Sometimes nutritionists or naturopaths will recommend that patients adopt the gluten-free diet used to control celiac disease — but without first confirming the diagnosis with a blood test or biopsy.
Problem: Starting a gluten-free diet before you complete the diagnostic tests will yield a false-negative result. If you do not actually have celiac disease, you subject yourself to needless limitations… you incur the extra cost of buying gluten-free foods… and your diet may lack adequate fiber.THE DIET SOLUTION
Currently there are no drugs or supplements available to treat celiac disease. However, following a strict gluten-free diet can work wonders at alleviating celiac symptoms.
Important: If tests confirm celiac disease, the diet is essential even if you have no symptoms — otherwise, intestinal damage continues.
The diet can be tricky because gluten is in all foods that contain wheat, rye, barley and triticale. What’s more, gluten grains have many aliases.
Example: Bulgur, couscous, dinkle, durum, einkorn, emmer, fu, graham, kamut, matzah, mir, seitan, semolina and spelt all are wheat products. Avoid oats, too — these often get tainted from being processed in proximity to gluten grains — unless labeled “gluten-free.”
Unexpected: Gluten may be found in processed luncheon meat, imitation seafood, canned soup, frozen entrées, soy sauce, beer, medications, supplements and lipsticks.
Adhering to a gluten-free diet is easier than it used to be because all products with wheat now must be labeled as such. Though products containing gluten-grain–derived ingredients are not all necessarily labeled that way, requirements for allowing a food to be labeled gluten-free have become stricter. Now, gluten-free breads, cereals, pastas and other foods are sold in supermarkets and health-food stores. Do be sure to get enough fiber from gluten-free grains and other sources.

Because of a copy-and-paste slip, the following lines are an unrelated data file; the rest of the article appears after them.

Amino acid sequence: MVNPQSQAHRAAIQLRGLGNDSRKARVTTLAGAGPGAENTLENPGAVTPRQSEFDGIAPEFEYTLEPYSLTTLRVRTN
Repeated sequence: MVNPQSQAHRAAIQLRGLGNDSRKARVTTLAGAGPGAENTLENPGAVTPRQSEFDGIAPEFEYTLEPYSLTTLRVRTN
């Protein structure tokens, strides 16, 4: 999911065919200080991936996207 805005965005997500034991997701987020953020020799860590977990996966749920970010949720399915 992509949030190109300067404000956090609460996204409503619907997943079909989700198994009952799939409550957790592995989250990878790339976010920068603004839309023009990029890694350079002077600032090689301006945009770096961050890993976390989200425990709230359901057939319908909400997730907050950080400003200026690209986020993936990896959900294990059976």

After adopting a gluten-free diet, some patients see radical improvement within weeks… for others, it takes months or longer. If improvement is slow, your gastroenterologist should investigate possible underlying conditions (such as infection or hormonal problems) that can exacerbate celiac symptoms.
Information: Contact the American Celiac Disease Alliance (703-622-3331, www.americanceliac.org)… Celiac Disease Foundation (818-990-2354, www.celiac.org)… Celiac Sprue Association/USA (877-272-4272, www.csaceliacs.org).

Bottom Line/Women’s Health interviewed Peter H.R. Green, MD, director of the Celiac Disease Center at Columbia University and professor of clinical medicine at Columbia University College of Physicians and Surgeons, both in New York City. Dr. Green is coauthor of Celiac Disease: A Hidden Epidemic (HarperCollins). www.CeliacDiseaseCenter.org
This article printed with permission.

 

Advertisements

Leave a Reply

Fill in your details below or click an icon to log in:

WordPress.com Logo

You are commenting using your WordPress.com account. Log Out / Change )

Twitter picture

You are commenting using your Twitter account. Log Out / Change )

Facebook photo

You are commenting using your Facebook account. Log Out / Change )

Google+ photo

You are commenting using your Google+ account. Log Out / Change )

Connecting to %s